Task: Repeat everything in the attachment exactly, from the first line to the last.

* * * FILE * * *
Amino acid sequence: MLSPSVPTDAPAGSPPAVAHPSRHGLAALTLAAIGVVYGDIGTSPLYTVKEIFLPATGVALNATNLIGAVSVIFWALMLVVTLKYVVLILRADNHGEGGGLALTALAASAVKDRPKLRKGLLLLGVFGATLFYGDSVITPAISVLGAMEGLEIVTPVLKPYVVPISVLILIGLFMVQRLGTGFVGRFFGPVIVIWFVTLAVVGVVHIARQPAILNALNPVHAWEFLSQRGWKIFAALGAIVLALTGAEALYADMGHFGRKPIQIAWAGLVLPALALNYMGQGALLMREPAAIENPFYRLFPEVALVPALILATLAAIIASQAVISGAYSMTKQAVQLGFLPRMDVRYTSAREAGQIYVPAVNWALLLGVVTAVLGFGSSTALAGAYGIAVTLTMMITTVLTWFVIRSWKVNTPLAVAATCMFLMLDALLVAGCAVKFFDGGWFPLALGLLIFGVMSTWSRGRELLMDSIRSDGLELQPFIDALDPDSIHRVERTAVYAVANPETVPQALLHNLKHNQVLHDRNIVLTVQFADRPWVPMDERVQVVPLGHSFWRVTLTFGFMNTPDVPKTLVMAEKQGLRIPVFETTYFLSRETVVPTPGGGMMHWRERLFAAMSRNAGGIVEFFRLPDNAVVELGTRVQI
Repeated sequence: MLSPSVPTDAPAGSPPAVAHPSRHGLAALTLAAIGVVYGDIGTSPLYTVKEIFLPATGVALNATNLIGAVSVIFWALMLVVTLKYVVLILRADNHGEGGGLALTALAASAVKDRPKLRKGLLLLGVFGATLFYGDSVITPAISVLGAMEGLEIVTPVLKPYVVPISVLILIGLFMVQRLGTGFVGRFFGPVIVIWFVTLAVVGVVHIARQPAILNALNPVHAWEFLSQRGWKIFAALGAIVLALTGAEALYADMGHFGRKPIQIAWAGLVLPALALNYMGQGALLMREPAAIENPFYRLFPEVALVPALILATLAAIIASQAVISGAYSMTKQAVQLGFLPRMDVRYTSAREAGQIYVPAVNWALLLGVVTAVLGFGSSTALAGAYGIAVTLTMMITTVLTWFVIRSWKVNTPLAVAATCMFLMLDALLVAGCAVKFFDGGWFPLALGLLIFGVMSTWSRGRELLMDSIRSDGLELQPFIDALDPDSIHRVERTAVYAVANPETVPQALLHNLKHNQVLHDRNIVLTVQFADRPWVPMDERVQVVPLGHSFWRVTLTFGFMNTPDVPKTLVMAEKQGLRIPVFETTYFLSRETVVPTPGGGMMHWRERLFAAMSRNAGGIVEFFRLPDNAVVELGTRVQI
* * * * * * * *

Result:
Amino acid sequence: MLSPSVPTDAPAGSPPAVAHPSRHGLAALTLAAIGVVYGDIGTSPLYTVKEIFLPATGVALNATNLIGAVSVIFWALMLVVTLKYVVLILRADNHGEGGGLALTALAASAVKDRPKLRKGLLLLGVFGATLFYGDSVITPAISVLGAMEGLEIVTPVLKPYVVPISVLILIGLFMVQRLGTGFVGRFFGPVIVIWFVTLAVVGVVHIARQPAILNALNPVHAWEFLSQRGWKIFAALGAIVLALTGAEALYADMGHFGRKPIQIAWAGLVLPALALNYMGQGALLMREPAAIENPFYRLFPEVALVPALILATLAAIIASQAVISGAYSMTKQAVQLGFLPRMDVRYTSAREAGQIYVPAVNWALLLGVVTAVLGFGSSTALAGAYGIAVTLTMMITTVLTWFVIRSWKVNTPLAVAATCMFLMLDALLVAGCAVKFFDGGWFPLALGLLIFGVMSTWSRGRELLMDSIRSDGLELQPFIDALDPDSIHRVERTAVYAVANPETVPQALLHNLKHNQVLHDRNIVLTVQFADRPWVPMDERVQVVPLGHSFWRVTLTFGFMNTPDVPKTLVMAEKQGLRIPVFETTYFLSRETVVPTPGGGMMHWRERLFAAMSRNAGGIVEFFRLPDNAVVELGTRVQI
Repeated sequence: MLSPSVPTDAPAGSPPAVAHPSRHGLAALTLAAIGVVYGDIGTSPLYTVKEIFLPATGVALNATNLIGAVSVIFWALMLVVTLKYVVLILRADNHGEGGGLALTALAASAVKDRPKLRKGLLLLGVFGATLFYGDSVITPAISVLGAMEGLEIVTPVLKPYVVPISVLILIGLFMVQRLGTGFVGRFFGPVIVIWFVTLAVVGVVHIARQPAILNALNPVHAWEFLSQRGWKIFAALGAIVLALTGAEALYADMGHFGRKPIQIAWAGLVLPALALNYMGQGALLMREPAAIENPFYRLFPEVALVPALILATLAAIIASQAVISGAYSMTKQAVQLGFLPRMDVRYTSAREAGQIYVPAVNWALLLGVVTAVLGFGSSTALAGAYGIAVTLTMMITTVLTWFVIRSWKVNTPLAVAATCMFLMLDALLVAGCAVKFFDGGWFPLALGLLIFGVMSTWSRGRELLMDSIRSDGLELQPFIDALDPDSIHRVERTAVYAVANPETVPQALLHNLKHNQVLHDRNIVLTVQFADRPWVPMDERVQVVPLGHSFWRVTLTFGFMNTPDVPKTLVMAEKQGLRIPVFETTYFLSRETVVPTPGGGMMHWRERLFAAMSRNAGGIVEFFRLPDNAVVELGTRVQI